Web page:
Sunrise on the Desert

Last summer — and I remember the exact date — I decided life was too short to keep putting off those things my husband and I had been talking about doing for years. Sitting in doctors offices awaiting test results does wonders for putting priorities in order. I thought about all those things we always meant to do but put off for one reason or another — usually because we didn’t think we had time. A plan was put in motion, and we carried it out as soon as I had recovered from surgery.

By early October there was an empty spot in the garage where my beautiful little Lexus sports car had been parked. In its place, came my kickin,’ revvin,’ rockin’ and rollin’ Jeep Wrangler. It wasn’t long after that we took off for our first camping trip. Make that, my first camping trip since I camped in the High Sierras with my Girl Scout troop when I was nine. Tom is an old pro at camping. He and his buddies have camped and river rafted in the most primitive of places for years. I don’t do primitive. I require gourmet food, a bathroom nearby, a tent that can zip out creepy-crawly critters, a night-light for reading, and a cushy bed.

Many of our friends can’t understand our fascination with the desert. They’re quick to point out its shortcomings: Too hot in the summer, too cold in the winter. Harsh, windy, sandy, uncomfortable. I agree about the harsh conditions. But maybe that’s part of its draw — nature is in charge here. We are but sojourners, the most insignificant of visitors. Our only charge? To be committed to Creation care. And to breathe in its beauty — that rare beauty that not everyone sees.

One of the things I like best about the desert is how it constantly changes. I glory in the beauty of the rocky, jagged peaks, refined by centuries of earthquake upheaval and weathering; dunes, wind-rippled and sparkling in the sun; wildflowers with colors made more glorious because of their contrast with the soft hues of the landscape; oases surrounded by century-old palms and tiny blue pupfish in their ponds; streams that bubble and sing, framed by desert willows, their branches providing shade and shelter to the ever-present roadrunners and songbirds. There is no sweeter song than that of desert birds in the spring.

The most breathtaking beauty of all is the desert sunrise. To take photos, I was up by five, bundled from head to toe. I put on the coffee (Starbucks, of course) and waited with my camera for the first light of dawn. As the sun rose I thought back to the dark days of uncertainty in the summer, and with the Psalmist, I was able to say, “Weeping may endure for the night, but joy comes in the morning.” Amen!


A happy camper on the old Butterfield Stage Route.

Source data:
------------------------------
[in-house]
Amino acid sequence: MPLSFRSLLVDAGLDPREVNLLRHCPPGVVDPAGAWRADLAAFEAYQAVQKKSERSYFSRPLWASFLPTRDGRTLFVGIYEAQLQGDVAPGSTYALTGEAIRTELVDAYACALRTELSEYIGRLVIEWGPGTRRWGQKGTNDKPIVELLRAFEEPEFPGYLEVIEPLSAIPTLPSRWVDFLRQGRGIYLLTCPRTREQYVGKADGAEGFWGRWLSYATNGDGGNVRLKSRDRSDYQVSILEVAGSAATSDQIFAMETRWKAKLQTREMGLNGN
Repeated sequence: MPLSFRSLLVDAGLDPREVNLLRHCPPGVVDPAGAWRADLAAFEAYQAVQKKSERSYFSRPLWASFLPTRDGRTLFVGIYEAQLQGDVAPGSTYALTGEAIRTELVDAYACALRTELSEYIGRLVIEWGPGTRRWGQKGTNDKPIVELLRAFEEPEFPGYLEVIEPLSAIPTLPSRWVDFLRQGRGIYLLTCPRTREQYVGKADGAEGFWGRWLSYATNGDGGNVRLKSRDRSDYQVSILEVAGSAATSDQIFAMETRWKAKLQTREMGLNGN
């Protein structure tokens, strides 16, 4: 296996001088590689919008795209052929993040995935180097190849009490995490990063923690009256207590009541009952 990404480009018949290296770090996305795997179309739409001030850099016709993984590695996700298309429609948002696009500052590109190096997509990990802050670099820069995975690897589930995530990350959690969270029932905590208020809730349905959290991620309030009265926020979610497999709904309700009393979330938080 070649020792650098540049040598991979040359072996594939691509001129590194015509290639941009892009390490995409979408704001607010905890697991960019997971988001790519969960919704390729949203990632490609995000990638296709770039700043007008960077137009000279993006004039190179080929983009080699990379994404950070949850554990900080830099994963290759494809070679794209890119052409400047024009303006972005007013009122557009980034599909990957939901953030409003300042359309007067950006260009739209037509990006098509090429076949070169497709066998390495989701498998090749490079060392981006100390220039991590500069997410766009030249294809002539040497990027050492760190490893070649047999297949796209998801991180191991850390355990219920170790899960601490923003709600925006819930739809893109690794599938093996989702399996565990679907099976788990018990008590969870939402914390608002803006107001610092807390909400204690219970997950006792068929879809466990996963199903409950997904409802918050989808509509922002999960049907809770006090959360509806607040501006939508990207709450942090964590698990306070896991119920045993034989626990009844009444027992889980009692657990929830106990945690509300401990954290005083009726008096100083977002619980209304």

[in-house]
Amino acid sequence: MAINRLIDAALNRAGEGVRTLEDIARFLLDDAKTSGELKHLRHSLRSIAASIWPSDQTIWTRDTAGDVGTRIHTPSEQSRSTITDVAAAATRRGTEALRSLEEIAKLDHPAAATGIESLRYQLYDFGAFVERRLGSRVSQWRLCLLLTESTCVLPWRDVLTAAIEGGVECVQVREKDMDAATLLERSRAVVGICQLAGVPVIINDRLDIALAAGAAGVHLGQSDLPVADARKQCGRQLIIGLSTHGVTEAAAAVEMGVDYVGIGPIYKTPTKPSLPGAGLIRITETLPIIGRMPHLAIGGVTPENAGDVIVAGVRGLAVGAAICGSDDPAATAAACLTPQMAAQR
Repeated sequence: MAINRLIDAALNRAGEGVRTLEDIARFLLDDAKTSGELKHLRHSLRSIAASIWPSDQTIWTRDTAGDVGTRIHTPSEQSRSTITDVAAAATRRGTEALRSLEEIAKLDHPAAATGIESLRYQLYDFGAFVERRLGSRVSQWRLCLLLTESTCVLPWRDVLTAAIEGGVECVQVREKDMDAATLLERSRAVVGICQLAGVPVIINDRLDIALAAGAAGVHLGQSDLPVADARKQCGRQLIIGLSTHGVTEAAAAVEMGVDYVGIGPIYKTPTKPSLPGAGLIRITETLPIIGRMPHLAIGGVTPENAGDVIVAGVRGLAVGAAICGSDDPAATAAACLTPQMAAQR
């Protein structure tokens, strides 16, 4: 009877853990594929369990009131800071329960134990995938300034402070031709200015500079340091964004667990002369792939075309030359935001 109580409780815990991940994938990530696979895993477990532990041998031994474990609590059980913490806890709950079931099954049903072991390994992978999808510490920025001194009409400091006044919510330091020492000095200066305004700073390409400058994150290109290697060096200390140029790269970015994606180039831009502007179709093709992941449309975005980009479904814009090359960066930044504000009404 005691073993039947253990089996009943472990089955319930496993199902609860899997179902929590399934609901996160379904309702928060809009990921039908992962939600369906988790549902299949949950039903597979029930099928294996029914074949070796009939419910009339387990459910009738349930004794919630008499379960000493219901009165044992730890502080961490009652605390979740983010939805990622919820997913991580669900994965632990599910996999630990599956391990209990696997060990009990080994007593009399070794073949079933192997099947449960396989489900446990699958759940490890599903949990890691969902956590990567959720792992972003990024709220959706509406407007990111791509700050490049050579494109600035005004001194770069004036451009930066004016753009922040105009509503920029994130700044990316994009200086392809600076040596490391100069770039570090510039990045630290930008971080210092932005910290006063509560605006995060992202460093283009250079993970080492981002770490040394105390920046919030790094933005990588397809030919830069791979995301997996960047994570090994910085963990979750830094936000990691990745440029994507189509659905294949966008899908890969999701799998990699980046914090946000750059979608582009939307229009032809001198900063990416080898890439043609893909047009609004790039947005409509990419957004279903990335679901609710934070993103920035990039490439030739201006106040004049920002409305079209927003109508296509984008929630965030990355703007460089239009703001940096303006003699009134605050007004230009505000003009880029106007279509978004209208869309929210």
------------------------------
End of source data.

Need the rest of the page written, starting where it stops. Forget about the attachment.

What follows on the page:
God's child who takes joy in His patience and love; St. Francis follower who desires to live simply; author in awe of God's incredible grace; fledgling graphite and colored pencil artist trying to improve, one drawing at a time.
This entry was posted in Blogroll, Books by Diane Noble, Breast Cancer Survivors, Faith, Life, and Writing, Inspirational Writers, Parkinson's. Bookmark the permalink.

2 Responses to Sunrise on the Desert

  1. Jan List says:

    Dear Diane,

    How wonderful to finally see a new entry! Congratulations on the new “buggie” What fun you will have, I am sure!

    Your Idyllwild friends all miss you and hope one day you will find the time to travel up the mountain to say hi.

    This morning we are in another winter wonderland something much needed as you well know.

    I will give you a call one day soon and catch up on everything.

    Love and hugs,

  2. Leslie says:

    Thanks for another inspiring post. While I’m not a big fan of the desert (give me the beach any day!) I do understand why some people (my husband included) love it. I enjoy reading your entries about the charms the desert offers.
    I’m glad to see that you haven’t completely lost your mind and given up the truly important things in life like Starbucks coffee (tongue firmly in cheek here). I recall the old days when you and Melody and hordes of other Building Four inhabitants would be grimly crowding around the coffee machine, your white knuckles clutching your cups as you waited for the brew to trickle into the pot. Monday mornings were a sight to behold… and then there was the dark day when the unthinkable happened, Melody was heard to shriek (as much as Melody was ever capable of conjuring up a shriek in her soft voice) “There’s no gourmet coffee!” It was quite the panic, but alas, you gourmands had been remiss in replenishing the Coffee Kitty and so it had run dry. When faced with the horrific thought of actually drinking the WV-provided Farmer’s Coffee or whatever that stuff was, you all dug deep and ponied up cash like a slot machine gone mad. Melody hot-footed it over to the store and got a pound of coffee while the rest of you nervously attempted to proceed with your morning duties, as best you could under the circumstances. A lesson was learned that day, I’m sure. Fortunately (or unfortunately, according to how you view it)I have always had an intolerance for caffeine and so was not personally affected by this heinous event, though I did get a good enough chuckle out of it to send out an e-mail to all parties concerned, commenting on the near-tragedy and how entertaining it was.
    Seriously, thanks for your inspiring words about nature, and I’m glad that you’re able to enjoy the camping experience. I used to love camping as a kid, in my old age I have abandoned the sport but do still appreciate the wonders that it does provide. I still have fond memories of the oneness with nature, and the feeling that one can only get from living out of doors.
    Life is good!

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